I went for a bit of a potter with the camera this afternoon, and got some quite nice records (despite the fact that someone has flailed a good proportion of the hedgerows in the village in the past few days, and largely destroyed the flowering ivy). There were a few late hoverflies, a pretty Common Carder bee, a very shabby Tachina fera, and one poor, bewildered Andrena cineraria (Ashy Mining Bee), which has emerged out of season and has absolutely no hope of surviving the winter.
I also photographed leaves and sycamore keys, and rather thought I’d be blipping the keys – but in the end I went for this Helophilus pendulus, just because we’re virtually at the end of the bug season for this year. I know I’ve said it before, and I daresay I’ll say it again at some future date (it’s my age – you’ll just have to sigh quietly to yourself and let me get on with my repetitive rambling), but I really do envy that proboscis. Just imagine being able to shoot out a sticky tongue that extends to about the length of your head, every time you pass something appetising:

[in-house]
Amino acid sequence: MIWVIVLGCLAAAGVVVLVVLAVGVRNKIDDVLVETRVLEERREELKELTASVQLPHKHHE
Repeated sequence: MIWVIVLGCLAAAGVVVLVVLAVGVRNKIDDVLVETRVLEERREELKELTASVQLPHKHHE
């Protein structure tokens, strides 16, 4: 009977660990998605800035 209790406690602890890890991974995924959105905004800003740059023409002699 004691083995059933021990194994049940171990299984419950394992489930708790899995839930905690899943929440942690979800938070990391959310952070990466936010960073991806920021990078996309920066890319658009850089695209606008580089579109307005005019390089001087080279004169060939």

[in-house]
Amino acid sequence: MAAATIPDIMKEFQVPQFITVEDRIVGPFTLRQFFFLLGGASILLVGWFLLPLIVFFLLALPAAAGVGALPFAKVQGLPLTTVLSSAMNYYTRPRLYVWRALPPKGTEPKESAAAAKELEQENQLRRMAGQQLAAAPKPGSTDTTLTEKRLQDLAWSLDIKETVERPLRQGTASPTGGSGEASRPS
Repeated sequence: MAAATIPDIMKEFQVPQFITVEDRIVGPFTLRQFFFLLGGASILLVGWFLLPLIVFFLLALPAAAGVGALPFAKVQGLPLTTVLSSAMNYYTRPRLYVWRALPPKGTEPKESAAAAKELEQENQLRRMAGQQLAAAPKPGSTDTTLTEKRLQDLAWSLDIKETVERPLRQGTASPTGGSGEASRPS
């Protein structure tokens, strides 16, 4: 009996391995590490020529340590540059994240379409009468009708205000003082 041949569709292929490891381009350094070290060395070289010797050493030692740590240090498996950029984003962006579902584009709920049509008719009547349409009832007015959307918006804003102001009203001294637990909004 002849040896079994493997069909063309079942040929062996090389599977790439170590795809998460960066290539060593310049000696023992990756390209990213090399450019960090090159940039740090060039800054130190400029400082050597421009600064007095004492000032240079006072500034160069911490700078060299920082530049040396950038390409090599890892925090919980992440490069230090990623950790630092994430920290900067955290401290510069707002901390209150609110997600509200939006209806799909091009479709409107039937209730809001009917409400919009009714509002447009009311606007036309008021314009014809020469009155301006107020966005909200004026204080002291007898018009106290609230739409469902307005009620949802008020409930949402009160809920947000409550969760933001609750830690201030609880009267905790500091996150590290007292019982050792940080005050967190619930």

1. No cake would be safe; and
2. Think how much time you’d save, scoffing en passant, as you went about your everyday business.
I believe that the sticky tongue should be the next stage in human evolution, and I commend the idea to the House.
In other news: the compost heap now has quite a major system of tunnels running through it. I couldn’t find any droppings that might help me to identify the excavator, but given the number of bird feather littering the far garden at the moment, my money is still on foxes.